In the very short time I have been festival-stalking authors and inflicting my newby questions on those nice enough to not run away, I have absorbed two very clear and consistent pieces of advice:
- If you want to write, just get on with it; and
- There are no rules.
Despite the ‘no rules’ rule, there is a plethora of guidelines available to those at a loss as to where to start, how to go on or to finish. And it seems many writers conform to a basic story structure.
At the Swancon36/Natcon50 workshop ‘The Structure of the Novel’, author JD Cregan set out this common structure with the admonition that “for every novel that is structured like this, the next novel is not going to have any of it”. At the very least, for the more ‘intuitive’ writers among us, it’s a useful tool for reflecting on where our stories might go.
Let’s start with the building blocks. Cregan says a novel is traditionally 300 to 400 pages, features three acts with a general theme and a sub-plot. Key factors are character, place and scenario.
Character is defined by what people do and what people say. Everything else – whether they have a limp, their background – is characteristic.
Readers need to engage with the main character. They might not necessarily agree with the character, but they empathise with him or her and the circumstances they find themselves in. Cregan gives as examples, Hannibal Lecter and Macbeth. Both are characters readers do not necessarily approve of but empathise with because of their circumstances.
“What engagement creates is a bond with the reader,” Cregan says. “That is the single most important aspect of ensuring that someone goes on the journey with you.” Readers might empathise with characters that are marginalised, victimised, disadvantaged or something as simple as Harry Potter’s (initial) plight of being in conflict with the people he lives with.
Cregan says that, within this common structure, character must change from the beginning to the end of the story. For example, if, at the start, the main protagonist picked up a $100 note he found on the footpath and handed it to police, by the end, he would pocket the money, or vice versa.
It is important to be authentic when creating the setting. For example, Cregan says lack of authenticity in location can happen when you write about a country you have never visited.
Aspects of setting include the period of time in which the story is set, the level of conflict at that time and the duration of the story.
Cregan describes this as “the big what-if”. For example, what if a group of hobbits went on a quest to find a ring? The scenario needs to be strong enough to “grab the reader by the throat and never let them go”.
So you’ve got character, setting and scenario under control. From here, the common story structure goes something like this (I have no hope of replicating Cregan’s diagram):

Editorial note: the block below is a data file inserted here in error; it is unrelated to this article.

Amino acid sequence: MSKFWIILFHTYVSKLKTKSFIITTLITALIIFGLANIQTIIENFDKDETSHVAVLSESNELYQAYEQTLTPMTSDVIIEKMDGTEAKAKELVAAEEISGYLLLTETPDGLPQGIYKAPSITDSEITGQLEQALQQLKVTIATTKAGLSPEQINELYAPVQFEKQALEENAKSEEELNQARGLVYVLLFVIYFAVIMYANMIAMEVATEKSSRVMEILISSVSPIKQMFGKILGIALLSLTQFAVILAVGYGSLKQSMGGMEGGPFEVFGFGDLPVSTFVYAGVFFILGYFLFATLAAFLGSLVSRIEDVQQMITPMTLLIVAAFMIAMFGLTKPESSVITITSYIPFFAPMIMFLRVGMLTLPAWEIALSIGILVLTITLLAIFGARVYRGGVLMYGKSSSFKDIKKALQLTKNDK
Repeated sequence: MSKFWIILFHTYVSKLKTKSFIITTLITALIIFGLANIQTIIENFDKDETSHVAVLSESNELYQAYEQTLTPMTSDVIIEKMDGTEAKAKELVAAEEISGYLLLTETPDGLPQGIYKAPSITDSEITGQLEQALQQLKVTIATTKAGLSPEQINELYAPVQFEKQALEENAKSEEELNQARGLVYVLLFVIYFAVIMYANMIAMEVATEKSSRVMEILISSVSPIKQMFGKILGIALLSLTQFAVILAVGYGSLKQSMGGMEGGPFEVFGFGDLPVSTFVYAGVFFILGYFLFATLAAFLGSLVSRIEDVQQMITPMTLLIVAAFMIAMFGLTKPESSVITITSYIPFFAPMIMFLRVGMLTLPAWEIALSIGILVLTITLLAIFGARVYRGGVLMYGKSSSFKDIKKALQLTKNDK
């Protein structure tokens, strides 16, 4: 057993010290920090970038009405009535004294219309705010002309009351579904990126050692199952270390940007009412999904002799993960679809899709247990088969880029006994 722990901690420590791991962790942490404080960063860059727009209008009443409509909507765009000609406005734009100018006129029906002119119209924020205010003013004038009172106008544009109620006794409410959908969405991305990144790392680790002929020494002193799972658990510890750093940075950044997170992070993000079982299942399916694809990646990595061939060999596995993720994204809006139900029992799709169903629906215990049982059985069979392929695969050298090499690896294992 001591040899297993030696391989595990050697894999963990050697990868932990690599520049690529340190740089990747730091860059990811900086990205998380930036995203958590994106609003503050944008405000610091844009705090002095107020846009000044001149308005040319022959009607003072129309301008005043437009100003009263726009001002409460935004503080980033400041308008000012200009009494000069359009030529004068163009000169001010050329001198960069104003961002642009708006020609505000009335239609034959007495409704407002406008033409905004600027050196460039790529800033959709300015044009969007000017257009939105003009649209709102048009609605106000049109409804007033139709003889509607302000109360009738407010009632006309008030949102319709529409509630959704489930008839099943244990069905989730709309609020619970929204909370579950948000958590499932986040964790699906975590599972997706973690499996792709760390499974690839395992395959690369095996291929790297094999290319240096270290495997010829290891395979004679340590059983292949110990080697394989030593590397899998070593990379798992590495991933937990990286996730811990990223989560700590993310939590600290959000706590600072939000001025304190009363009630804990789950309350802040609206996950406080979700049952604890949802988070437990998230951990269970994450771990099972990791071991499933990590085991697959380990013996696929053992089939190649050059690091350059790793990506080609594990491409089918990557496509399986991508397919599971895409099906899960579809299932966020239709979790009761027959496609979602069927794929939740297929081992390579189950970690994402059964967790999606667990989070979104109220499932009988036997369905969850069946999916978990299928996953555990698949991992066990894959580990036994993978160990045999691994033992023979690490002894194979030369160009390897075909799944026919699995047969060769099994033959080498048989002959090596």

- Introduction/setting the scene – this usually takes up about a quarter of the novel
- Inciting incident – this throws life out of balance for the main character/s and sets up an ‘object of desire’ in order to restore that balance.
- Quest – the middle journey in which the character/s seek the ‘object of desire’. This usually takes about half of the novel. In this section, we see the forces lined up against the main protagonist, including internal (self-doubt, disability), external (friends, family, partners), nature, or organisations (police, mafia etc). There may also be a number of sub-plots.
- Crisis/climax – this is decision time for the main character. An opportunity presents itself but it comes with great risk. A decision is made. The character comes into direct contact with the forces of antagonism. This and the resolution take the final quarter of the story.
- Resolution – the end of the story usually involves:
- Homecoming or leave-taking;
- Rites of passage – birth, death or marriage; and/or
- Coming to realise or failing to realise.
Underlying this structure is something called the ‘controlling idea’. This idea is conveyed through the action of the novel but is never spelt out. For example, in a crime story, if the criminal is caught and led away in cuffs, the controlling idea might be something like ‘crime doesn’t pay’. Or if someone gets away with murder, the controlling idea might be ‘there’s no justice in this world’ or ‘crime does pay’.
“At the end, when you finish the novel and close it, there should be an aesthetic value and you should feel something,” Cregan says. “There should be a sense of ‘I knew that’. Not necessarily that you knew how it was going to happen.”
Of course, being rule-free, the writer can choose not to subscribe to a common ‘controlling idea’.
“If they don’t, we are left with a sense of uncomfortableness – and that is okay if that is the writer’s intention,” Cregan says. “It is like the discordant note in music. It is there because that is what the player wanted to play.”
Having set out this structure, Cregan gives a final piece of advice: “Rules are meant to be broken and they are broken all the time. This is not gospel.” But it is food for thought.
JD Cregan is a Western Australian author who released his first novel 98%pure in 2005. His most recent work, The Wonder of Seldom Seen will be published by University of Western Australia Publishing in June this year.